The Habit Loop
In The Power of Habit by Charles Duhigg, the idea of the habit loop is described as a quintessential part of the narrative. Accordingly, every habit comprises three essential elements: the cue (or trigger), the routine, and the reward. The line for a pattern can be anything that triggers the practice and generally falls under the following categories: a location, a time of day, other people, an emotional state, or an immediately preceding action. We enter this haze of mindsets that we ignore, which translates into our routine. The routine is an action that can be mental, emotional, or physical. Patterns can be incredibly complex or very simple. Whatever we do every time after the cue makes it our routine. Rewards can range from food or drugs that cause physical sensations to emotional payoffs, such as the feelings of pride that accompany praise or self-congratulation. As a result, this helps your brain figure out if this particular loop is worth remembering for the future. My bad habit is biting my nails; I will have to change it by chewing gum whenever I feel angry or stressed out and by being mindful.
Nail biting is a bad habit that I developed unconsciously at a very young age. According to Duhigg, A cue triggers your brain to go into automatic mode and which habit to use. (25) For example, I put my fingers to my mouth and bit them without knowing or understanding such destructive behaviors. Those bites were only small pieces of skin growing out. As I get older, I have started biting my nails when I feel anxious or stressed in my daily life, such as at work or school. I immediately begin to slide into this kind of unconscious thought that has my body bring my fingers to my mouth. These routines take over myself, and therefore I bite my fingers, nails and small pieces of skin. Consequentially, this biting habit has become part of my life, and I cannot easily quit. I have tried to quit numerous times, yet unsuccessful. This is because when I am angry or stressed, this habit comes out naturally and unconsciously.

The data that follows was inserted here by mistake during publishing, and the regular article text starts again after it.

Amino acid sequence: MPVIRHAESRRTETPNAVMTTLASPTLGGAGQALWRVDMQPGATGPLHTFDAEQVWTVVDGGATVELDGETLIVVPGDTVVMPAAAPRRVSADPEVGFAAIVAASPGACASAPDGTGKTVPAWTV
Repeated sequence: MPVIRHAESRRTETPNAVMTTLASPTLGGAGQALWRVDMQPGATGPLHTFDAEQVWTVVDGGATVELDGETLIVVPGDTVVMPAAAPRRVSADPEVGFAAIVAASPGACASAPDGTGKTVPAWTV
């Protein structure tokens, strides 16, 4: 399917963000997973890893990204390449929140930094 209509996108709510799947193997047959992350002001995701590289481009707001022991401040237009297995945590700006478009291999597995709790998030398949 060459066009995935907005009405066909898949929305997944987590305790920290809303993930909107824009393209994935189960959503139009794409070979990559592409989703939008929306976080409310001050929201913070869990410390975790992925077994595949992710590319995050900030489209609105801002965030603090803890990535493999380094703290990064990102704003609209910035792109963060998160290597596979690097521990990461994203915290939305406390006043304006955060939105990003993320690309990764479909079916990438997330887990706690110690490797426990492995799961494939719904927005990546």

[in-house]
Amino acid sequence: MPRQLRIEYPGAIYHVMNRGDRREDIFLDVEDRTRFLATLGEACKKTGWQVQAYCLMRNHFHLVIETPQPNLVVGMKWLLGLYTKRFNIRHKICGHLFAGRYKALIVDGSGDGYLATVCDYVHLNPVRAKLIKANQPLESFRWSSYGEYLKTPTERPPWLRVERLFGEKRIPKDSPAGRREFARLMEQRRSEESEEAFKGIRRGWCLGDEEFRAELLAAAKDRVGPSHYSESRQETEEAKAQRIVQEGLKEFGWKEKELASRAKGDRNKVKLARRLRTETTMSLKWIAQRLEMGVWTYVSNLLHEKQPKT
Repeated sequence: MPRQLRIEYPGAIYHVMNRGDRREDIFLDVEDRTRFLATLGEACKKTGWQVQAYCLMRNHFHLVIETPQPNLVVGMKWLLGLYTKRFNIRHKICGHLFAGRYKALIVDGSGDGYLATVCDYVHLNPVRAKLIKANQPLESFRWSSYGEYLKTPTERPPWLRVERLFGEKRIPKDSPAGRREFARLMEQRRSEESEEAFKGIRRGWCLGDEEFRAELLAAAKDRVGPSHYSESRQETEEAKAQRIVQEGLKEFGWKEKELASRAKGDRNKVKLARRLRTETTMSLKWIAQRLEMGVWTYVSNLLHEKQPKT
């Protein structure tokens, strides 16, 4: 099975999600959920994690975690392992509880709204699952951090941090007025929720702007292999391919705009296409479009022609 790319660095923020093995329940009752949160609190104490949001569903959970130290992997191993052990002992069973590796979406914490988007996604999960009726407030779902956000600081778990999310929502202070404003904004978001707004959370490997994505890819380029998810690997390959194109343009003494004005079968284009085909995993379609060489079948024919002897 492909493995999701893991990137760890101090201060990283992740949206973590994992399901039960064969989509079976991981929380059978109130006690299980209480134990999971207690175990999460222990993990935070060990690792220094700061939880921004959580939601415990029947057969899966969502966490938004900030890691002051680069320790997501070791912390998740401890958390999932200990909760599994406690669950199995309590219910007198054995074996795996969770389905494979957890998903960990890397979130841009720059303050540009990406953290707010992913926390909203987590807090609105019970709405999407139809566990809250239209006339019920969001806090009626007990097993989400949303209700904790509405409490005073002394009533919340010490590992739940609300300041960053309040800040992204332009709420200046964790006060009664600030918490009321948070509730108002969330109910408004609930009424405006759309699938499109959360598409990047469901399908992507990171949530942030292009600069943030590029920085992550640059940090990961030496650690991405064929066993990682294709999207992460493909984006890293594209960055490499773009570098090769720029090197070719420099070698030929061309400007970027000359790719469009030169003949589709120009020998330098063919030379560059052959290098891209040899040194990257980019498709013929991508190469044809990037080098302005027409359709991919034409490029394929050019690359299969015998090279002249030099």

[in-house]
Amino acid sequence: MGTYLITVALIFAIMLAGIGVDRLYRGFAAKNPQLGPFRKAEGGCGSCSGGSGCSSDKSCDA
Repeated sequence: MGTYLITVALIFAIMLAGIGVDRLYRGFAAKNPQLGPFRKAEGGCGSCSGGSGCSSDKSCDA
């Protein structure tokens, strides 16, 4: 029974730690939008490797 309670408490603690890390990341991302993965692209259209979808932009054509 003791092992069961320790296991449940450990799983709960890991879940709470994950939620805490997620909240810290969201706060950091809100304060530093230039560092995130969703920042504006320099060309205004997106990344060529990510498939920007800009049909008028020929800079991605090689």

When a habit is repeated over and over again and consistently, it delivers a positive reward that the brain develops a craving for it. Duhigg wrote, Craving, it turns out, makes cues and rewards work. That craving is what powers the habit loop (33). Cravings are fuel for the habit loop, making the routine more and more automatic. They also make one irritated, angry, or emotional. They're what make the habit stick in the long term. When a habit loop isn't fueled by a craving, it requires more effort. When I am in a state of stressed, my craving to bite my nails began to emerge. They stimulated my brain by repeating this bad habit, and I tried to restrain myself but could not esc...